When you’re eager to begin a project, it can be challenging not to leap straight into the execution phase. Though planning may not hold the same satisfaction as making moves, you’ll be glad you accounted for any ongoing ERP implementation and created a well-outlined charter. The initiation phase is the foundation of your project, so taking the time to get a solid start will benefit your project’s future success.
5 Best Practices for a Successful Project Initiation Phase
1. Know Your Project’s “Why”
This question may seem overly philosophical, but it’s critical to the success of your project. Your project’s “why” determines whether your project is worth completing. To establish it, you’ll need to answer three questions.
First, what is the project’s goal? Also, what are the reasons this project should be completed now? Finally, what business benefits are you expecting to receive from this action? Once you answer these questions, the “why” of the project should be clear.
2. Determine The Deliverables
Knowing your goals and objectives is essential, but you’ll want to go further and break them down into concrete deliverables. Once the project is underway, deliverables are the targeted result.
Depending on the project, it could be something like implementing a new software system, closing a specific number of contracts, or constructing new facilities. Knowing the deliverables you want from the project allows you to establish the task breakdown necessary to achieve your desired outcome.
3. Take ERP Implementation Into Account
Implementing an enterprise resource planning system into your business will affect all departments. Since implementation can take anywhere from a few months to a year, depending on the changes occurring, you’ll want to account for it when planning your project’s timeline. A well-planned, relatively simple implementation most likely won’t slow progress on your project, but one that is chaotic or poorly designed will use up employee bandwidth.
However, having an enterprise resource planning system implementation underway doesn’t mean you need to hold off on starting new projects; that would be inefficient. Instead, you’ll want to consider any significant changes occurring in the company when planning your project so that you are prepared for any potential hangups.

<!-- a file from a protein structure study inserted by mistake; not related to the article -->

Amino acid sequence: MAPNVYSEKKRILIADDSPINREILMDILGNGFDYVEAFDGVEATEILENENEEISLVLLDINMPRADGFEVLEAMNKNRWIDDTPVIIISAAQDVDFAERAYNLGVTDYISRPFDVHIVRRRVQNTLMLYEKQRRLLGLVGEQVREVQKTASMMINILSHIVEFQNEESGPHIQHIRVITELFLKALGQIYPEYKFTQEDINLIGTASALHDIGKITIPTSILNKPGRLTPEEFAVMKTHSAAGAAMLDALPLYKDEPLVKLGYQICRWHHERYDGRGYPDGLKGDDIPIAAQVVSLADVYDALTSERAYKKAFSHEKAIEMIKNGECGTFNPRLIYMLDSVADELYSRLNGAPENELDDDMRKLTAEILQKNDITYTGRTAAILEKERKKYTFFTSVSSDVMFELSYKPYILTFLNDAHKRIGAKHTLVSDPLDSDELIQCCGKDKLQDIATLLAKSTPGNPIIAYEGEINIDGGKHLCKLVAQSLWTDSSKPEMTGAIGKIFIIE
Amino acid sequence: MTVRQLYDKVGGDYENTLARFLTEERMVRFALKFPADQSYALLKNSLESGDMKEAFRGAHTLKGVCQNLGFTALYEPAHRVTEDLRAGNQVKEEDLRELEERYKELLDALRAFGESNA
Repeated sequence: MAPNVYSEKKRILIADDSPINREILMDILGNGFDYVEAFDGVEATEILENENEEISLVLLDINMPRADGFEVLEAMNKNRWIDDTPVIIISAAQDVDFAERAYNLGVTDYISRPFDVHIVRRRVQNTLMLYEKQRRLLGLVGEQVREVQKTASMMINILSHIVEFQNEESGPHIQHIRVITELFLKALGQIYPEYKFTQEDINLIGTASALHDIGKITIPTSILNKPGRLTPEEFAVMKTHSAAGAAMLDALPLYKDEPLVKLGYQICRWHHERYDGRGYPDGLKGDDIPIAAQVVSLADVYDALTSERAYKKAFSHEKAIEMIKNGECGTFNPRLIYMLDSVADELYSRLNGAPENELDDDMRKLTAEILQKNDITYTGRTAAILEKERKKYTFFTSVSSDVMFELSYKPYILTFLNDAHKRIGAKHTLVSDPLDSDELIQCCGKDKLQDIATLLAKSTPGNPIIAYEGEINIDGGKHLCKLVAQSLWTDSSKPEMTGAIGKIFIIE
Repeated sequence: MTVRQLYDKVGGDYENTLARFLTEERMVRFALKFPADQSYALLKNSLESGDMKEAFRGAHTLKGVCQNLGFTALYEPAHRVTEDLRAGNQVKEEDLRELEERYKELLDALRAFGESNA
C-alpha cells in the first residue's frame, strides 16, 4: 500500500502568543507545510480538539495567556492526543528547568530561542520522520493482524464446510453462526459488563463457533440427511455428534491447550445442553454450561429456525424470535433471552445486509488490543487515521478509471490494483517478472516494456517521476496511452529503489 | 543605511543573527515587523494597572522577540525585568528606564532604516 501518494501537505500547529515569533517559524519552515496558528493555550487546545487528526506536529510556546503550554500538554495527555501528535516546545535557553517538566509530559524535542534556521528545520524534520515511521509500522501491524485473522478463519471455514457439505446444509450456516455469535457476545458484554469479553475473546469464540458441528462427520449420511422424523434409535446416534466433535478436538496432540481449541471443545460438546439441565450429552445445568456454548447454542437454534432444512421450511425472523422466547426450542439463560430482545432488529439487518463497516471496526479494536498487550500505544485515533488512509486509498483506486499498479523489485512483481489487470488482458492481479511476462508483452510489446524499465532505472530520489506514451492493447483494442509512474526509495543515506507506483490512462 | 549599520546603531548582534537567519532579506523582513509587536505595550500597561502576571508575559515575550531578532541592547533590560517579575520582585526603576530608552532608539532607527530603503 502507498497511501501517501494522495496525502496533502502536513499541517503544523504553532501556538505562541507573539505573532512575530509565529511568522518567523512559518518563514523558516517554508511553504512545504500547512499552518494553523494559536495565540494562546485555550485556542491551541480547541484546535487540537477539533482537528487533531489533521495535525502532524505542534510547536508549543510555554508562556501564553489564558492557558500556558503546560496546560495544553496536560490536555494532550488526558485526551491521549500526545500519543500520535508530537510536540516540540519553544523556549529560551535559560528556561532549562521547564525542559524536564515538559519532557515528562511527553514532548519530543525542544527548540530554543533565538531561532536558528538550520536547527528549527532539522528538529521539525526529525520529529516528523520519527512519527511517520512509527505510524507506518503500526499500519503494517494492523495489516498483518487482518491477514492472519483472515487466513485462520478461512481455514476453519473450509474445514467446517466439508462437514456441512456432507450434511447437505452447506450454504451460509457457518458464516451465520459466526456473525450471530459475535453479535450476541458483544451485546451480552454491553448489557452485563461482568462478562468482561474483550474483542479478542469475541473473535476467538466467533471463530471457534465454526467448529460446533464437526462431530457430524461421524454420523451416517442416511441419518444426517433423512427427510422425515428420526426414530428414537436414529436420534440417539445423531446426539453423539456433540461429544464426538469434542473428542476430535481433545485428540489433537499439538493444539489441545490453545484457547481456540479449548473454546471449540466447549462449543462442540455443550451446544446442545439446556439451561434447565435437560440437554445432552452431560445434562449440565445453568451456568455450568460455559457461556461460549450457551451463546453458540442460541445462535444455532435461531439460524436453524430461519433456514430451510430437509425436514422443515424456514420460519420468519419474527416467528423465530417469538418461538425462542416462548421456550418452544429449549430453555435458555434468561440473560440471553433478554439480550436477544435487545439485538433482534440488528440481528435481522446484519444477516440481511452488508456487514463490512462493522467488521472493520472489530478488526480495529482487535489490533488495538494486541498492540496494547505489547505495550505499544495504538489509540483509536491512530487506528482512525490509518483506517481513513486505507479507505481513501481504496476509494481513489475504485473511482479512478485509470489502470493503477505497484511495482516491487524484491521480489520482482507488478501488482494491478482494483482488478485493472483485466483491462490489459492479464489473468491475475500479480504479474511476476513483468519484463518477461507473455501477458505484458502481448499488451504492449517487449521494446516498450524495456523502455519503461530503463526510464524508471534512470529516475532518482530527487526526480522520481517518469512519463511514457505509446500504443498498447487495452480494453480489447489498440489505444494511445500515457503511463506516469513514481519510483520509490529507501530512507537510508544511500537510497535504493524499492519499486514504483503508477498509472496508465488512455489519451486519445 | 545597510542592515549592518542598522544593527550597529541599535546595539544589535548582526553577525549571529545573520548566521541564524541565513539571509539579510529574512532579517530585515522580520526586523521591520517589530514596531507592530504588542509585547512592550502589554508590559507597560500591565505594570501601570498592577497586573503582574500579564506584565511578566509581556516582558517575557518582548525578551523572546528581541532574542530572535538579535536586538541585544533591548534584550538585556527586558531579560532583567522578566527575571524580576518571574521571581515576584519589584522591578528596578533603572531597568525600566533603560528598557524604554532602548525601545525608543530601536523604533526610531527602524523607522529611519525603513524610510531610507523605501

4. Establish and Document Major Stakeholders
As stakeholders will have significant sway over project decisions, all the necessary parties must agree on them. Then you will want to decide how many stakeholders are needed to make a decision and the role each stakeholder will have in the project.
Finally, since maintaining stakeholder engagement is challenging during most projects, you’ll want to have each stakeholder sign off on their commitments. This step can prevent you from running into issues or confusion down the road, as each stakeholder will be aware of their responsibilities from the start.
5. Craft the Charter
The project charter is your guideline to success—the project’s “why,” the deliverables––and stakeholder roles will be listed in this document. You’ll also want to have team structures outlined and the contact info for core people participating in the project.
Project constraints, risks, and assumptions will also be included. The charter serves as a comprehensive overview of the project and allows the project to be commissioned. Charter creation is a vital step since this document will serve as a guidebook throughout the project.
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